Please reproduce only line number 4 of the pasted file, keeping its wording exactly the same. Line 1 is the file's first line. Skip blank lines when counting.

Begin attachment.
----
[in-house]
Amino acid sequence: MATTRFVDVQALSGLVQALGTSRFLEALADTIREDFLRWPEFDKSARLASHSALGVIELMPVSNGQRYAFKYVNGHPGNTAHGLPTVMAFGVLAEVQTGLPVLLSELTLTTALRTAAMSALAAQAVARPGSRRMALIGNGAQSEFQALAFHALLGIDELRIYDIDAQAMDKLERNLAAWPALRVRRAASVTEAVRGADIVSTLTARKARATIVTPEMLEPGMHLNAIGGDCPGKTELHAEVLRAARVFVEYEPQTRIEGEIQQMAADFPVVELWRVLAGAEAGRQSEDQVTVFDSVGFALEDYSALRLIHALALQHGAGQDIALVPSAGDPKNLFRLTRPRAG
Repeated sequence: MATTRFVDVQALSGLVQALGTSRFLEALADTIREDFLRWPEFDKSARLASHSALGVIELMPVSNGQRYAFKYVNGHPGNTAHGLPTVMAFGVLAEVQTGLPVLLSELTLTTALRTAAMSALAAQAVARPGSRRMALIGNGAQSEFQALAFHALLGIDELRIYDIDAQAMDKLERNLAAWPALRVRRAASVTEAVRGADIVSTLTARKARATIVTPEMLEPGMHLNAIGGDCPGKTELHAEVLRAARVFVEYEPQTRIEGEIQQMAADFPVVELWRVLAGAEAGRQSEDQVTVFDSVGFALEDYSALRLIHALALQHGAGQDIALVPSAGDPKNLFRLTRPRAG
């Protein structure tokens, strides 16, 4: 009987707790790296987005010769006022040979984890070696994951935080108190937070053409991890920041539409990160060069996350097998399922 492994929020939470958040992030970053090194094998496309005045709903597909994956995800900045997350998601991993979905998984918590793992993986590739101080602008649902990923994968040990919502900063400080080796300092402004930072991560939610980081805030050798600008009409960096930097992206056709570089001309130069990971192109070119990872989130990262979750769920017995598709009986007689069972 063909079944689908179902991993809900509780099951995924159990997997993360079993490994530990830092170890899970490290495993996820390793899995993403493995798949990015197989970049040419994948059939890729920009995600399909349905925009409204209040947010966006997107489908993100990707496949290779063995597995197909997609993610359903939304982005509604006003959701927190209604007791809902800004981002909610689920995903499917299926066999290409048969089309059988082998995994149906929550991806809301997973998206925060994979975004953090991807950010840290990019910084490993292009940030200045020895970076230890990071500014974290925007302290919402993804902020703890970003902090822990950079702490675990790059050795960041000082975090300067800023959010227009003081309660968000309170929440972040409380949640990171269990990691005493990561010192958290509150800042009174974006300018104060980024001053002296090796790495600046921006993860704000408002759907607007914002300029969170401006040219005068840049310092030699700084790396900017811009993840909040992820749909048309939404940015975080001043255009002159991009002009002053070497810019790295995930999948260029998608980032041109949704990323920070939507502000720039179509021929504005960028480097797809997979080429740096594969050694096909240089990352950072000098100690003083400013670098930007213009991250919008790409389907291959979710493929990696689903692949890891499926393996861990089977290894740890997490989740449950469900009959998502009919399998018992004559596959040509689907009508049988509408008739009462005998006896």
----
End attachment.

């Protein structure tokens, strides 16, 4: 009987707790790296987005010769006022040979984890070696994951935080108190937070053409991890920041539409990160060069996350097998399922 492994929020939470958040992030970053090194094998496309005045709903597909994956995800900045997350998601991993979905998984918590793992993986590739101080602008649902990923994968040990919502900063400080080796300092402004930072991560939610980081805030050798600008009409960096930097992206056709570089001309130069990971192109070119990872989130990262979750769920017995598709009986007689069972 063909079944689908179902991993809900509780099951995924159990997997993360079993490994530990830092170890899970490290495993996820390793899995993403493995798949990015197989970049040419994948059939890729920009995600399909349905925009409204209040947010966006997107489908993100990707496949290779063995597995197909997609993610359903939304982005509604006003959701927190209604007791809902800004981002909610689920995903499917299926066999290409048969089309059988082998995994149906929550991806809301997973998206925060994979975004953090991807950010840290990019910084490993292009940030200045020895970076230890990071500014974290925007302290919402993804902020703890970003902090822990950079702490675990790059050795960041000082975090300067800023959010227009003081309660968000309170929440972040409380949640990171269990990691005493990561010192958290509150800042009174974006300018104060980024001053002296090796790495600046921006993860704000408002759907607007914002300029969170401006040219005068840049310092030699700084790396900017811009993840909040992820749909048309939404940015975080001043255009002159991009002009002053070497810019790295995930999948260029998608980032041109949704990323920070939507502000720039179509021929504005960028480097797809997979080429740096594969050694096909240089990352950072000098100690003083400013670098930007213009991250919008790409389907291959979710493929990696689903692949890891499926393996861990089977290894740890997490989740449950469900009959998502009919399998018992004559596959040509689907009508049988509408008739009462005998006896």